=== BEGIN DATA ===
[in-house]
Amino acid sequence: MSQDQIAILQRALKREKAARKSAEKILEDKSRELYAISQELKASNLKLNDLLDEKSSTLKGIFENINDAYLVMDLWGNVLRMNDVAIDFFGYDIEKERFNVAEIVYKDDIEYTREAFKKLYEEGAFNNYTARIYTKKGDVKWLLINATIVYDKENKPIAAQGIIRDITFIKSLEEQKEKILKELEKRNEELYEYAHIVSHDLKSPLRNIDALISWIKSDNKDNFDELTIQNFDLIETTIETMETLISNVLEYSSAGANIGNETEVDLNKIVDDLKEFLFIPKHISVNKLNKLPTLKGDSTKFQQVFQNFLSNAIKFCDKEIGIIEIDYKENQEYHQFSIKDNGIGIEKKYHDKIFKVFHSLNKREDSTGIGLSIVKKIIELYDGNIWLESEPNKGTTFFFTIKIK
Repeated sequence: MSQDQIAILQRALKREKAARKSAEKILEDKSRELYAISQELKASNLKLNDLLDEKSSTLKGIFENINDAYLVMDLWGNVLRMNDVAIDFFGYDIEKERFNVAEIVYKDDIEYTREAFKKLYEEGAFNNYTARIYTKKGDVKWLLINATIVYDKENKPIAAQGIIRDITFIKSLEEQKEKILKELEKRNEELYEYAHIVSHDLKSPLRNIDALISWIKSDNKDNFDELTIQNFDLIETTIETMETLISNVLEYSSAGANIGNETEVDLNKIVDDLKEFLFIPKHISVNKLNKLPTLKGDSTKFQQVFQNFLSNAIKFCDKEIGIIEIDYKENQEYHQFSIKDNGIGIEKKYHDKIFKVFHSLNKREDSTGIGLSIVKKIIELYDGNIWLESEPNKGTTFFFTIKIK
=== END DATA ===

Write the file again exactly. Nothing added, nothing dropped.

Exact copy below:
[in-house]
Amino acid sequence: MSQDQIAILQRALKREKAARKSAEKILEDKSRELYAISQELKASNLKLNDLLDEKSSTLKGIFENINDAYLVMDLWGNVLRMNDVAIDFFGYDIEKERFNVAEIVYKDDIEYTREAFKKLYEEGAFNNYTARIYTKKGDVKWLLINATIVYDKENKPIAAQGIIRDITFIKSLEEQKEKILKELEKRNEELYEYAHIVSHDLKSPLRNIDALISWIKSDNKDNFDELTIQNFDLIETTIETMETLISNVLEYSSAGANIGNETEVDLNKIVDDLKEFLFIPKHISVNKLNKLPTLKGDSTKFQQVFQNFLSNAIKFCDKEIGIIEIDYKENQEYHQFSIKDNGIGIEKKYHDKIFKVFHSLNKREDSTGIGLSIVKKIIELYDGNIWLESEPNKGTTFFFTIKIK
Repeated sequence: MSQDQIAILQRALKREKAARKSAEKILEDKSRELYAISQELKASNLKLNDLLDEKSSTLKGIFENINDAYLVMDLWGNVLRMNDVAIDFFGYDIEKERFNVAEIVYKDDIEYTREAFKKLYEEGAFNNYTARIYTKKGDVKWLLINATIVYDKENKPIAAQGIIRDITFIKSLEEQKEKILKELEKRNEELYEYAHIVSHDLKSPLRNIDALISWIKSDNKDNFDELTIQNFDLIETTIETMETLISNVLEYSSAGANIGNETEVDLNKIVDDLKEFLFIPKHISVNKLNKLPTLKGDSTKFQQVFQNFLSNAIKFCDKEIGIIEIDYKENQEYHQFSIKDNGIGIEKKYHDKIFKVFHSLNKREDSTGIGLSIVKKIIELYDGNIWLESEPNKGTTFFFTIKIK